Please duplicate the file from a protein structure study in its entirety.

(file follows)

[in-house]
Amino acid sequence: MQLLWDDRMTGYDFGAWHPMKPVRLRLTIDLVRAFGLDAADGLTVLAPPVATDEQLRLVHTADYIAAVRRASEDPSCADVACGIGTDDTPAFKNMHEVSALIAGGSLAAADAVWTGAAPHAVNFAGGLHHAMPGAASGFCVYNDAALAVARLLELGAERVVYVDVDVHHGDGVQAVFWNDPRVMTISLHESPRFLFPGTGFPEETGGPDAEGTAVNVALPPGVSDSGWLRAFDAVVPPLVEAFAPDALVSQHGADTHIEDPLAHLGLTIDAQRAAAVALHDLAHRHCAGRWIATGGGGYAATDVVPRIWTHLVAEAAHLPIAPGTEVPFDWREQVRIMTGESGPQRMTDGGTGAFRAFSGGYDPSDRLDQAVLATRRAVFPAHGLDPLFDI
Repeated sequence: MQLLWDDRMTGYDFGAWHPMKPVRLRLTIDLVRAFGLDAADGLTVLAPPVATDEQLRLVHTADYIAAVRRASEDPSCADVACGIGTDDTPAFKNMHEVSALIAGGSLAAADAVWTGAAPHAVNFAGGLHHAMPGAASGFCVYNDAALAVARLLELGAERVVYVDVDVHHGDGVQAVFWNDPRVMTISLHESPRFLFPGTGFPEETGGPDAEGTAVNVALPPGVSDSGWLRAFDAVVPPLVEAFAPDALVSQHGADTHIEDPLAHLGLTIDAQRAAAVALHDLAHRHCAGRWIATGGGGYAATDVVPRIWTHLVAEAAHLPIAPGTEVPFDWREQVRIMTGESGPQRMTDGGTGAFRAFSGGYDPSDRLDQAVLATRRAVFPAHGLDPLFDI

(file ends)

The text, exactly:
[in-house]
Amino acid sequence: MQLLWDDRMTGYDFGAWHPMKPVRLRLTIDLVRAFGLDAADGLTVLAPPVATDEQLRLVHTADYIAAVRRASEDPSCADVACGIGTDDTPAFKNMHEVSALIAGGSLAAADAVWTGAAPHAVNFAGGLHHAMPGAASGFCVYNDAALAVARLLELGAERVVYVDVDVHHGDGVQAVFWNDPRVMTISLHESPRFLFPGTGFPEETGGPDAEGTAVNVALPPGVSDSGWLRAFDAVVPPLVEAFAPDALVSQHGADTHIEDPLAHLGLTIDAQRAAAVALHDLAHRHCAGRWIATGGGGYAATDVVPRIWTHLVAEAAHLPIAPGTEVPFDWREQVRIMTGESGPQRMTDGGTGAFRAFSGGYDPSDRLDQAVLATRRAVFPAHGLDPLFDI
Repeated sequence: MQLLWDDRMTGYDFGAWHPMKPVRLRLTIDLVRAFGLDAADGLTVLAPPVATDEQLRLVHTADYIAAVRRASEDPSCADVACGIGTDDTPAFKNMHEVSALIAGGSLAAADAVWTGAAPHAVNFAGGLHHAMPGAASGFCVYNDAALAVARLLELGAERVVYVDVDVHHGDGVQAVFWNDPRVMTISLHESPRFLFPGTGFPEETGGPDAEGTAVNVALPPGVSDSGWLRAFDAVVPPLVEAFAPDALVSQHGADTHIEDPLAHLGLTIDAQRAAAVALHDLAHRHCAGRWIATGGGGYAATDVVPRIWTHLVAEAAHLPIAPGTEVPFDWREQVRIMTGESGPQRMTDGGTGAFRAFSGGYDPSDRLDQAVLATRRAVFPAHGLDPLFDI